BATON ROUGE, LA (WAFB) - A House committee put the brakes on a bill Thursday that would have created a new roadblock in efforts to remove Confederate monuments across Louisiana.
With a 7-7 vote in the House Committee on Municipal, Parochial, and Cultural Affairs, lawmakers left HB 944 in a state of limbo. The white Republicans voted in favor of the measure, while the African American Democrats voted against it. Four other members were absent.
The bill, sponsored by Rep. Thomas Carmody, R-Shreveport, would take away the power of states and local governments to move monuments.
"The good, the bad, the warts and all, is our story," said Carmody, who told the committee that the bill is about preserving history. "You need to know where we came from so you can make good decisions about where we need to go."
Instead, if the bill were to become law, local and state governments would have to appeal to a seven-person statewide board, which would decide what to do with monuments around Louisiana. The members of the board would be appointed by the governor and other high-ranking state officials.
"The state of Louisiana is bigger than just our 64 parishes as individual 64 parishes. It is all of our history collectively," Carmody.
Supporters told the committee that having a panel would prevent "knee-jerk" reactions and create a check to local decisions to remove the monuments.
Back in December 2015, the New Orleans City Council voted to remove four high-profile monuments from the Crescent City. Carmody's bill would create a roadblock in those efforts.
Those objecting to the bill wanted power over the monuments to remain in the local municipalities, fearing that the centralized board may not understand local feelings and frustrations.
"What represents bravery to some, represents something else to others," said Rep. C. Denise Marcelle, D-Baton Rouge, who floated the idea of putting the monuments in a museum.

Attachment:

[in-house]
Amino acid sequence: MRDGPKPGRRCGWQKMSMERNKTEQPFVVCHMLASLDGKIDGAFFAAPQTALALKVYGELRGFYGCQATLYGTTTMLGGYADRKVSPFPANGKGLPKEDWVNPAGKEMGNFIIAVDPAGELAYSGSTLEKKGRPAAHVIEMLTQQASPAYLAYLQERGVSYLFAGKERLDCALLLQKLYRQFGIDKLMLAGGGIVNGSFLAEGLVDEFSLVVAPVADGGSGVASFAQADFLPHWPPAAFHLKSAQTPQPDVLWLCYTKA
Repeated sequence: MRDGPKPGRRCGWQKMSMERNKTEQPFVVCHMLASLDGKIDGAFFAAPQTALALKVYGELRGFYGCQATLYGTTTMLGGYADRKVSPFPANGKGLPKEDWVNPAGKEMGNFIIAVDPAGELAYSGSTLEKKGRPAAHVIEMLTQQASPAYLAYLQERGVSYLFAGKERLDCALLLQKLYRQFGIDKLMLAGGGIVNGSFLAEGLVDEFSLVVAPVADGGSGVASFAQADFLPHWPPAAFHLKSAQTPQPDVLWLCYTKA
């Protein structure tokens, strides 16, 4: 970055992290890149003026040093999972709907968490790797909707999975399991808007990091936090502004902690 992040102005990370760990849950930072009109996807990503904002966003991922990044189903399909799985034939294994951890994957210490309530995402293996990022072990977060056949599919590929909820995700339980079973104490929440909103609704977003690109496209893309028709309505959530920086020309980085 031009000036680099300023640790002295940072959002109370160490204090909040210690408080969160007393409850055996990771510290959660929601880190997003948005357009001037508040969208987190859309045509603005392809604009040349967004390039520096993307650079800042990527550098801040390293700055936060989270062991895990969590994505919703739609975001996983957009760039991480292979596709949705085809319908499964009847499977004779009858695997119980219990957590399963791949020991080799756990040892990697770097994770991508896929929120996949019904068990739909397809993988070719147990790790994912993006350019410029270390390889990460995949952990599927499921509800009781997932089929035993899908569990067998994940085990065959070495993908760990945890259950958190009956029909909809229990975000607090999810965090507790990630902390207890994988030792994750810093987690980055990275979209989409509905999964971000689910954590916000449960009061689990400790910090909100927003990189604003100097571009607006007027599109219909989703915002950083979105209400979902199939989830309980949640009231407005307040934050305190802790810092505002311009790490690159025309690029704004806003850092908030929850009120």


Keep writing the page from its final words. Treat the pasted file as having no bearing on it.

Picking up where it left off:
Others voting against the bill objected to Carmody's notion that removing the monuments would erase history.
"If history has been erased, it is our history that's been erased. Totally erased," said Rep. Pat Smith, D-Baton Rouge, referring to the story of African Americans in Louisiana.
"There's no way we can erase our history, we may remove some monuments, but our history stays with us forever," said Rep. Barbara Norton, D-Shreveport.
Conversely, those in favor also had their chance to testify.
"We live every day and see things. You can't hide it, you shouldn't hide it. We should all learn from it," said one supporter.
"We should note whitewash history. We should not forget the good, the bad, or the ugly," said another supporter of the bill.
Because of the split vote, the bill technically is not dead. Carmody indicated he is considering moving the bill to the House floor using a special procedure.
If the bill does somehow manage to get to the Senate side, it will likely face an uphill battle. A Senate committee killed a similar bill last week.